Years various kinds, but in other years bear almost none. Fruiting depends partly on the natural rhythm of the trees themselves and partly on the weather. Trees of most species require more than one year to accumulate the nutrient reserves necessary to produce a fruit crop. In addition, for a good crop, the weather must also be fine and warm in the preceding autumn when the fruit buds form, and again in the spring when the flowers set. Otherwise the crop is delayed for another year. In any one area most of the trees of a species fruit in phase with one another, and often those of different species also fruit in phase, partly because they come under the same weather. The result is an enormous profusion of tree fruits in some years, and practically none in others: good crops almost never occur in consecutive years, and are almost always followed by poor crops (Figure 18.1; Koenig & Knops 1998, 2000). Nevertheless, annual seed crops of some tree species fluctuate less than others, with Scots Pine Pinus sylvestris producing smaller, but more consistent crops than Norway Spruce Picea abies, for example, and Alder Alnus glutinosa more consistent crops than Birch Betula pendens and B. pubescens (for annual cropping patterns of different tree species, see Svardson 1957, Hagner 1965, Perrins 1966, Gotmark 1982, Knox 1992, Thies 1996, Koenig & Knops 1998, 2000).
The trees in widely separated areas may be on different fruiting regimes, partly because of regional variations in weather, so that good crops in some areas may coincide with poor crops in others. Nevertheless, good crops may occur in many more areas in some years than in others, so that the total continental seed production also varies greatly from year to year. An analysis of the fruiting patterns of various boreal conifer species at many localities in North America and Eurasia revealed high synchrony in seed production in localities 500-1000 km apart, depending on tree species. The synchrony declined at greater distances, and by 5000 km no correlation was apparent in the fruiting patterns of particular tree species (Koenig & Knops 1998). These figures give some idea of the range of distances that must separate the successive breeding and wintering areas of some boreal finches if the same individuals are to have access to good tree-seed crops every year of their lives. Besides total production, the timing of ripening and release of seeds is also important to seed-eating birds. Some tree species release most of their seeds within a short period in autumn, others more slowly over winter, and yet others in spring, or even more slowly over two or more years. This is true of some Pine Pinus and Larch Larix species which can thereby provide some food for seed-eaters even in non-cropping years. For most finches, the seeds are most available while they remain on the tree; once they fall to the ground they become rapidly removed by other animals or covered by snow. Among the European irruptive finches that depend on tree seeds, only the Brambling Fringilla montifringilla feeds for preference on the ground, though others do so occasionally; among the North American irruptive species, all seem to prefer the trees.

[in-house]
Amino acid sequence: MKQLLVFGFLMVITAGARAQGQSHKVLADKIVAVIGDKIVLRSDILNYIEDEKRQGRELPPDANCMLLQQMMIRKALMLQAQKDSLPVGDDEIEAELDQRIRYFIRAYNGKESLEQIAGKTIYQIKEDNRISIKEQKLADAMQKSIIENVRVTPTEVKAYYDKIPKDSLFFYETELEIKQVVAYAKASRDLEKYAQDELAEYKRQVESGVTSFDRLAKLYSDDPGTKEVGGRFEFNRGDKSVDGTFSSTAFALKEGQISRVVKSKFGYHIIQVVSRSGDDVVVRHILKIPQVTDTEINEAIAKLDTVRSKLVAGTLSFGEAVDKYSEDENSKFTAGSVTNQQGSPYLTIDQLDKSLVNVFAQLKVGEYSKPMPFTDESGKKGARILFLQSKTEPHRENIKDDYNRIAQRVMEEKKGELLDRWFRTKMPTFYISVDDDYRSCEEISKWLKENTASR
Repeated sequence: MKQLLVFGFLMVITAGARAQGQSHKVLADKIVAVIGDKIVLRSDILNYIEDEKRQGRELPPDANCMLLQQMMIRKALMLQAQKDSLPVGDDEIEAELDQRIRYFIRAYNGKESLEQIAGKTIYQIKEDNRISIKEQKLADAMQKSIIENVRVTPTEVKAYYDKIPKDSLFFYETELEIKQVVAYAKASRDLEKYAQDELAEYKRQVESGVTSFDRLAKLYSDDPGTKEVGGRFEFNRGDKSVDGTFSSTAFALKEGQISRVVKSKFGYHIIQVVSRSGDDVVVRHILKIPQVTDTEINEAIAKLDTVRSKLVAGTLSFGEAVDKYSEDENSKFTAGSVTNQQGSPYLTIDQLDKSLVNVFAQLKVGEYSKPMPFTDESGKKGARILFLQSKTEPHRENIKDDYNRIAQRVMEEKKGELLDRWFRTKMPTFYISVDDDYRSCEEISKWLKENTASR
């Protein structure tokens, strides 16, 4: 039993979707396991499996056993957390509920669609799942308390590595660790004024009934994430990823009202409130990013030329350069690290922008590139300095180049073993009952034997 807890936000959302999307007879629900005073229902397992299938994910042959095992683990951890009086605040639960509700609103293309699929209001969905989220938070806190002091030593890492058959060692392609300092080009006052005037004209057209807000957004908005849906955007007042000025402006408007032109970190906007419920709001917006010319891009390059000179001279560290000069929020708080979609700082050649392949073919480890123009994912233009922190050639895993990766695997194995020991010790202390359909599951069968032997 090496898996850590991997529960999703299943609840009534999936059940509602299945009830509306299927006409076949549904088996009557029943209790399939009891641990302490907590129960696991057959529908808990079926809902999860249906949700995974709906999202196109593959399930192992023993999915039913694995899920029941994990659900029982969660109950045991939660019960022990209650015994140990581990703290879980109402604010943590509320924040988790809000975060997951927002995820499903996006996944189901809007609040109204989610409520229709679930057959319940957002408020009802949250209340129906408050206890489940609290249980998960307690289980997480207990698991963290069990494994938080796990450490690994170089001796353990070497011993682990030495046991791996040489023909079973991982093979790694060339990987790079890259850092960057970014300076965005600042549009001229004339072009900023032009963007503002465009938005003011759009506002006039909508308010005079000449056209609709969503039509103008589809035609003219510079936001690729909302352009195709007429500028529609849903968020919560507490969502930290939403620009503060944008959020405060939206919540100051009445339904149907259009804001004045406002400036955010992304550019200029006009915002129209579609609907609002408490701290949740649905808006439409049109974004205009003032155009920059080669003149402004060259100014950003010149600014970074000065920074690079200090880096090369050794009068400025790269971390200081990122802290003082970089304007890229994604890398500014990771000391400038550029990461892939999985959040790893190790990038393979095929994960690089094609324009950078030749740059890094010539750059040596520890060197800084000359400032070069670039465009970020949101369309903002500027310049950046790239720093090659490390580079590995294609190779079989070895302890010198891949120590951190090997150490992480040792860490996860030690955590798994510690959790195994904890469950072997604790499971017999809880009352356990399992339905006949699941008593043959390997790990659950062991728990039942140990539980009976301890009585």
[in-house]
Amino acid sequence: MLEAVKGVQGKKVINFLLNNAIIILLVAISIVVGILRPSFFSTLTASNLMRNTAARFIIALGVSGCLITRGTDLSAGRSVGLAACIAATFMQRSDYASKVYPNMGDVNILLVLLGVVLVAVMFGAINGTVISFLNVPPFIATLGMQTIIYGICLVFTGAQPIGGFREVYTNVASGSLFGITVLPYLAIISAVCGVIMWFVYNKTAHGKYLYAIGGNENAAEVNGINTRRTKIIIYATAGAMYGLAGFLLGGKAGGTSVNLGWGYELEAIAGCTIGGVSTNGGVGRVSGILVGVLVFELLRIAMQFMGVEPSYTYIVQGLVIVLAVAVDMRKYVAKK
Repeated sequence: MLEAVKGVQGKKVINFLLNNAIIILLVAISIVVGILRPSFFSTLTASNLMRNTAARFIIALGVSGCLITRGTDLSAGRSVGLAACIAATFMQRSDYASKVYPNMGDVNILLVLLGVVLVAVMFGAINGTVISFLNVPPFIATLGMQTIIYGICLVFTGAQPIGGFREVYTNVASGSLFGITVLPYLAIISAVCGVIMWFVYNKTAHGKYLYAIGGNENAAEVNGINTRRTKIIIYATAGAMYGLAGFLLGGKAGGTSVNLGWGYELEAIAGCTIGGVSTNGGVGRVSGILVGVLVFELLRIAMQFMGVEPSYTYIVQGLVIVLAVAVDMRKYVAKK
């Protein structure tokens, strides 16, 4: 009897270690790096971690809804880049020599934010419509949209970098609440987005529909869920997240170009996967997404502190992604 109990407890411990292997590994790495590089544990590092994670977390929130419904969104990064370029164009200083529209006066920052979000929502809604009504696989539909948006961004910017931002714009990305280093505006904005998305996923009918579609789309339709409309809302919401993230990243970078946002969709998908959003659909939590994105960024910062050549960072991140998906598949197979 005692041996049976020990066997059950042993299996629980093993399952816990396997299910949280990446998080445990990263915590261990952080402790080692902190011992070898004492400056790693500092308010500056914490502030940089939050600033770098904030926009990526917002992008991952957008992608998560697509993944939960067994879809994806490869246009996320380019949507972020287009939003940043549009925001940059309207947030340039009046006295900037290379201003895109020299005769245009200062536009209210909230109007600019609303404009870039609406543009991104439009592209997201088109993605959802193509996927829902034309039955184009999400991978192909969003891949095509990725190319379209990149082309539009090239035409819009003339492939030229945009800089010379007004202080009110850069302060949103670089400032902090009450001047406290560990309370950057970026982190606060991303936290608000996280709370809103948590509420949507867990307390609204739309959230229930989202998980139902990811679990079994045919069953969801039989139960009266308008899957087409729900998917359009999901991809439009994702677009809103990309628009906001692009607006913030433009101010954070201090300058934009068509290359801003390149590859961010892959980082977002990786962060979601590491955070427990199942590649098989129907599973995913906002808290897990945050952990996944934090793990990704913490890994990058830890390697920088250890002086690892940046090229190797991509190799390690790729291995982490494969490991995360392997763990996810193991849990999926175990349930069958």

Was this article helpful?